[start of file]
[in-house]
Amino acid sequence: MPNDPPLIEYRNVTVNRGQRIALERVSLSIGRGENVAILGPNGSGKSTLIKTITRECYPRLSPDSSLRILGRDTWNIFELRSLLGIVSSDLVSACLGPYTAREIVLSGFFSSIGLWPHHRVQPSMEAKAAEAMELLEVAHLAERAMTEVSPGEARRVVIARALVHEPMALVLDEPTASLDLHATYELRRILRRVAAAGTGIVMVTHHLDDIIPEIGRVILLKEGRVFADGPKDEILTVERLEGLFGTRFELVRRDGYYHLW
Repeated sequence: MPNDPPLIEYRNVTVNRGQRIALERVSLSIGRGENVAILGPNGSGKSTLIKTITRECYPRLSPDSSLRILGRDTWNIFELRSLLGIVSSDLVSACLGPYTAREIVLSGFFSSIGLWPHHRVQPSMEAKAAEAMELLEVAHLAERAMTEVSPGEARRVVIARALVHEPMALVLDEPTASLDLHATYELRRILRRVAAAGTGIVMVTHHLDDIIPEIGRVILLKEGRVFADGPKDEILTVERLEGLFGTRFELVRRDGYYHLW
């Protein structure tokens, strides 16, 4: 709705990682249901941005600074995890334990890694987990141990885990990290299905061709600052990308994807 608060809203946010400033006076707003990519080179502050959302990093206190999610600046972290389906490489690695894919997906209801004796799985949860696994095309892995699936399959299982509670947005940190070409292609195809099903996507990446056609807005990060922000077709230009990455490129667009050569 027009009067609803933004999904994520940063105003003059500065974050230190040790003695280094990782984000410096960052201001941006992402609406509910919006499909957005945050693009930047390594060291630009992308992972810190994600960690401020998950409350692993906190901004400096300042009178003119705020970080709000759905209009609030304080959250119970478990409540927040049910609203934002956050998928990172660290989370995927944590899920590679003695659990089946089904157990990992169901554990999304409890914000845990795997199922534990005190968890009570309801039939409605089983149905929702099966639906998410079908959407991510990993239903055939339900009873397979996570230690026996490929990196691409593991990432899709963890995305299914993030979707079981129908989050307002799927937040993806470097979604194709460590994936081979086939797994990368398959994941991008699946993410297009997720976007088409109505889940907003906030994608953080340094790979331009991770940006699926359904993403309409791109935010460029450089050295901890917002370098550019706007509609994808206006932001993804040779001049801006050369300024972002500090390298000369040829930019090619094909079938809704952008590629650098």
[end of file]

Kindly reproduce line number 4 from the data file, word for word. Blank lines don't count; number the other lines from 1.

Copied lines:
């Protein structure tokens, strides 16, 4: 709705990682249901941005600074995890334990890694987990141990885990990290299905061709600052990308994807 608060809203946010400033006076707003990519080179502050959302990093206190999610600046972290389906490489690695894919997906209801004796799985949860696994095309892995699936399959299982509670947005940190070409292609195809099903996507990446056609807005990060922000077709230009990455490129667009050569 027009009067609803933004999904994520940063105003003059500065974050230190040790003695280094990782984000410096960052201001941006992402609406509910919006499909957005945050693009930047390594060291630009992308992972810190994600960690401020998950409350692993906190901004400096300042009178003119705020970080709000759905209009609030304080959250119970478990409540927040049910609203934002956050998928990172660290989370995927944590899920590679003695659990089946089904157990990992169901554990999304409890914000845990795997199922534990005190968890009570309801039939409605089983149905929702099966639906998410079908959407991510990993239903055939339900009873397979996570230690026996490929990196691409593991990432899709963890995305299914993030979707079981129908989050307002799927937040993806470097979604194709460590994936081979086939797994990368398959994941991008699946993410297009997720976007088409109505889940907003906030994608953080340094790979331009991770940006699926359904993403309409791109935010460029450089050295901890917002370098550019706007509609994808206006932001993804040779001049801006050369300024972002500090390298000369040829930019090619094909079938809704952008590629650098």